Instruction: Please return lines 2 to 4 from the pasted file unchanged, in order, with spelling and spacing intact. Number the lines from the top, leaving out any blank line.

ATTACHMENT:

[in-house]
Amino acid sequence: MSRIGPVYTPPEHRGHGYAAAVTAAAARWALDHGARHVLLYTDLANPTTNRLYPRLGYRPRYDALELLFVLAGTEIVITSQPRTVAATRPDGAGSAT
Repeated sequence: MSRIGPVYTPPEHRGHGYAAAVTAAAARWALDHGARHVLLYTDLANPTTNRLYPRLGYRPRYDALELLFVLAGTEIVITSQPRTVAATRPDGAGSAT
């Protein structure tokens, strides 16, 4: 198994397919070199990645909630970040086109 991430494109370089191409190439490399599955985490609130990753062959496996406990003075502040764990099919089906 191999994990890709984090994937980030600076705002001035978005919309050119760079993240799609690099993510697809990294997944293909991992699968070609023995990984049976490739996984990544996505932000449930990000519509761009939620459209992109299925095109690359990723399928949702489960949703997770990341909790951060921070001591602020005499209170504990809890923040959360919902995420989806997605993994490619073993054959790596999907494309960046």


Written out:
Amino acid sequence: MSRIGPVYTPPEHRGHGYAAAVTAAAARWALDHGARHVLLYTDLANPTTNRLYPRLGYRPRYDALELLFVLAGTEIVITSQPRTVAATRPDGAGSAT
Repeated sequence: MSRIGPVYTPPEHRGHGYAAAVTAAAARWALDHGARHVLLYTDLANPTTNRLYPRLGYRPRYDALELLFVLAGTEIVITSQPRTVAATRPDGAGSAT
């Protein structure tokens, strides 16, 4: 198994397919070199990645909630970040086109 991430494109370089191409190439490399599955985490609130990753062959496996406990003075502040764990099919089906 191999994990890709984090994937980030600076705002001035978005919309050119760079993240799609690099993510697809990294997944293909991992699968070609023995990984049976490739996984990544996505932000449930990000519509761009939620459209992109299925095109690359990723399928949702489960949703997770990341909790951060921070001591602020005499209170504990809890923040959360919902995420989806997605993994490619073993054959790596999907494309960046």